Five things we learned: Notre Dame vs. Michigan

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Kyle Rudolph galloped down the field, looking over his shoulder for a defensive back that wasn’t going to catch him. He registered the second-longest play in the history of Notre Dame football, a 95-yard touchdown pass from Dayne Crist, who returned from a bell-ringing at the beginning of the game to ignite the Irish in the second half and lead them to a 24-21 lead with under four minutes to play.

With a rainbow emerging over Notre Dame Stadium and the sun breaking through the dark skies, this was supposed to be the opening chapter of the Brian Kelly legend, a signature win in only Kelly’s second game on the sidelines for the Irish.

Instead, it was snatched away by another hero, the electric Denard Robinson, who single-handedly won the football game for Michigan, bringing back the visiting Wolverines in the final thirty seconds for a game-winning touchdown run, the final piece of a incredible performance as Michigan defeated Notre Dame 28-24 in Notre Dame Stadium.

In a game that featured three Notre Dame quarterbacks, just as many Irish interceptions, and one of the all-time great performances by a visiting quarterback, the Brian Kelly era suffered its first setback. Here’s what we learned.

1. The Irish offense depends on Dayne Crist.

Notre Dame opened the game with a picture perfect drive, marching 71 yards on 13 plays for a touchdown in less than four minutes. The Irish offense balanced a nice mix of run and pass, even getting a big pick-up out of Crist on the ground, who capably steered the offense down the field for a touchdown in the game’s opening minutes, plunging into the end zone on a quarterback sneak from the one-yard line.

But a collision that looked unsubstantial ended up throwing the Irish offense into a lurch, as the sneak injured Crist and forced true freshman Tommy Rees and junior Nate Montana into the game. Rees’ first passing attempt was a flea-flicker that he put into the chest of Michigan defender Jonas Mouton, an inauspicious start to his career. After another incompletion, Kelly brought in Montana, who did no better, completing only 8 of 17 throws and forcing a poor interception into double coverage.

Crist is far from perfect as a quarterback — his inexperience showed often this afternoon. But the Irish offense needs Crist if they want to play at a level befitting of the Irish’s goals, and the Notre Dame offense was abysmal without their signal caller. Brian Kelly hasn’t minced words, the Irish need to keep Crist healthy to win football games. The first half showed that Kelly knew what they were talking about.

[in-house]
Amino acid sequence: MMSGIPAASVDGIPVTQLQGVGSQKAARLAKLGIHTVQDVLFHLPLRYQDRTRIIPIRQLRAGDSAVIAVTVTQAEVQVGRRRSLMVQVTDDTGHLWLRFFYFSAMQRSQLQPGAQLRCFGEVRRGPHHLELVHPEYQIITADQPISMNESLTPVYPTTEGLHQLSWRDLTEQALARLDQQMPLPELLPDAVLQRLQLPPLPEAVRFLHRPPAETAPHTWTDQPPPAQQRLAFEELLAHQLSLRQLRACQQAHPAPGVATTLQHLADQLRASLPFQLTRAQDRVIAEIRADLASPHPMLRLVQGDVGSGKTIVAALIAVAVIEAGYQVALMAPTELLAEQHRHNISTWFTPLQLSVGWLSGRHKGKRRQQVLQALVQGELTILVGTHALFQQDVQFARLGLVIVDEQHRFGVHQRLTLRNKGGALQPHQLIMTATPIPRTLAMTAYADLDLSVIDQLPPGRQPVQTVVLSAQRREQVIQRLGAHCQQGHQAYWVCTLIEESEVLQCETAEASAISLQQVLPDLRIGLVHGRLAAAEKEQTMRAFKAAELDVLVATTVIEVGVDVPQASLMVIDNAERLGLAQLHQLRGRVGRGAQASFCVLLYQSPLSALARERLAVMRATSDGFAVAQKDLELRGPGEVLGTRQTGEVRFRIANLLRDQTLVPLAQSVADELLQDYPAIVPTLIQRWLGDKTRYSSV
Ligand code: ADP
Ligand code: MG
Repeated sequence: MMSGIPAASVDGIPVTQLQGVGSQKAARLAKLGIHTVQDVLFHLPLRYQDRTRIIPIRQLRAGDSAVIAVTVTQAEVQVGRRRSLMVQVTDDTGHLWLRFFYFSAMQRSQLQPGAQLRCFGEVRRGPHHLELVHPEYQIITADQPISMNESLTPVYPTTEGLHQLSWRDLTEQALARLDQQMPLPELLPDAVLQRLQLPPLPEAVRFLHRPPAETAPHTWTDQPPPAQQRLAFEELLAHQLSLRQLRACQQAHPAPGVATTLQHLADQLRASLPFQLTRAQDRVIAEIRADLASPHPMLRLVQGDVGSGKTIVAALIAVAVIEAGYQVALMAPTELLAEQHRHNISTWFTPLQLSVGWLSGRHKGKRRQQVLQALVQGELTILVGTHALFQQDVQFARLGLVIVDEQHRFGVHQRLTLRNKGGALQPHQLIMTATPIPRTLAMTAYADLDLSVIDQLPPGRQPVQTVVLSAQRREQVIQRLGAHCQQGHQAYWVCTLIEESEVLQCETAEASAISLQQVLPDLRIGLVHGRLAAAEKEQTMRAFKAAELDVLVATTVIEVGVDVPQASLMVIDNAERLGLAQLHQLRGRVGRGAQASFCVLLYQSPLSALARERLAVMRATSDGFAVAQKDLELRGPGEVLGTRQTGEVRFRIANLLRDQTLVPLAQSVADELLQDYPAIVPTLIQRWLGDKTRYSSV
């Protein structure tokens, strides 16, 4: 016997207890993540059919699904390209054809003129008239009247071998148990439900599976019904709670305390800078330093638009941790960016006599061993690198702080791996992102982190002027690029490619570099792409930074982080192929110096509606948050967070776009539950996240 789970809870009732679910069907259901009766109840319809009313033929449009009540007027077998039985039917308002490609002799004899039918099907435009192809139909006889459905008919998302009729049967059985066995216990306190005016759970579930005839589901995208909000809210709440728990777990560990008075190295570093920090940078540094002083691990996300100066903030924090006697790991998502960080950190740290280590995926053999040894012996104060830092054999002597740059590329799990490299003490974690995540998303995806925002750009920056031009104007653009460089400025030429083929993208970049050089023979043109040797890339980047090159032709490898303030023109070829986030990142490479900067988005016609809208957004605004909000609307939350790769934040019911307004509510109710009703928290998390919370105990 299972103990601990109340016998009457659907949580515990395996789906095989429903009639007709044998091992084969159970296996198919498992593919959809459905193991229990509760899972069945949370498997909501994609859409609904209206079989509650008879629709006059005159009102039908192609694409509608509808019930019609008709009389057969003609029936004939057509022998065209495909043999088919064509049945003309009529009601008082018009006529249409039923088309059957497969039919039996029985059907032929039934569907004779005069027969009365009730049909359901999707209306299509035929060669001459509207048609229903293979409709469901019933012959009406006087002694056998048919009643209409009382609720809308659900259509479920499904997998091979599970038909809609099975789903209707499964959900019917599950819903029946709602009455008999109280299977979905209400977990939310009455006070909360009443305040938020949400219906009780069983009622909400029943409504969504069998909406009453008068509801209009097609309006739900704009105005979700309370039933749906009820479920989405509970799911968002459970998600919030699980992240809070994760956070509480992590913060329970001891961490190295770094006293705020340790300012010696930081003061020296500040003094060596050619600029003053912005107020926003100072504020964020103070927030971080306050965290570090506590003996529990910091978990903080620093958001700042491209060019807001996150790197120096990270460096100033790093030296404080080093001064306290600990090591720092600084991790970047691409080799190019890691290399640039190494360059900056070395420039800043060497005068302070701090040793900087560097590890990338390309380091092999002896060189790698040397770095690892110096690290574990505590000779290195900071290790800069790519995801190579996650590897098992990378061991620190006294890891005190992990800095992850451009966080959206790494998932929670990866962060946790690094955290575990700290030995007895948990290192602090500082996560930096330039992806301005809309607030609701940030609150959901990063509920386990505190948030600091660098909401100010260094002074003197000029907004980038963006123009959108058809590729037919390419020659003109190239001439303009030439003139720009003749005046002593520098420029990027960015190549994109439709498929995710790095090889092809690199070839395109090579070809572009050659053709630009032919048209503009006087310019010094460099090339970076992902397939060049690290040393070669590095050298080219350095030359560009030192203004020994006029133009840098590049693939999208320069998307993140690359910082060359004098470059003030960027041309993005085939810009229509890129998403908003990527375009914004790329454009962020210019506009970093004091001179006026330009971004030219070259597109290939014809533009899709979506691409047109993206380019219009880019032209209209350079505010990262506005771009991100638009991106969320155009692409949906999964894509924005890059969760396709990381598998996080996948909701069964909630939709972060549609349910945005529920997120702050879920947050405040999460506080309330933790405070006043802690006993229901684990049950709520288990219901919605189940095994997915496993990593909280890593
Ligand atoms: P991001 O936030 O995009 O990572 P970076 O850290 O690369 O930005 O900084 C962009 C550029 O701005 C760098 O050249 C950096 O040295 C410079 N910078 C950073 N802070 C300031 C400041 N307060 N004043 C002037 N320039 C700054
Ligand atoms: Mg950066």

2. Denard Robinson is the most dangerous quarterback in college football.

Most thought Robinson’s performance against UConn was an aberration. Turns out it was: Unfortunately for Irish fans, it was underwhelming compared to what he did against Notre Dame. Robinson completed 24 of 40 throws for 244 yards and a touchdown pass. Those numbers would be solid for a drop-back passer, but Robinson controlled the football game on the ground — running for 258 yards on 28 carries and two touchdowns. His 87-yard touchdown run at the end of the first half extended Michigan’s lead to 14 points and forced Kelly to play for seven at the end of the half, a decision that came back to haunt the Irish. His final touchdown run with 27 seconds left sealed the Irish’s fate, and pushed Robinson to the forefront of any discussion that involves college football’s most dangerous players (let alone Heisman candidates).

Michigan will go as far as Robinson takes them, or as long as he survives. His electric speed and “good-enough” throwing ability allows Rich Rodriguez to stretch opposing defenses to limits they haven’t seen, and the 502 total yards from Robinson were a Michigan record, the second for yardage in as many weeks for the sophomore. While people have been quick to claim that Rodriguez found his Pat White, Robinson offers an explosiveness that even White never had.

3. The Irish offense needs to engage its playmakers.

While Kyle Rudolph and TJ Jones made big plays, the Irish offense will only goes as far as its playmakers take them. For the second consecutive Saturday, Michael Floyd looked ordinary, picking up the bulk of his yardage on the games final two completions, and was kept in check and without a touchdown for a second consecutive weeks, something that never happened last season.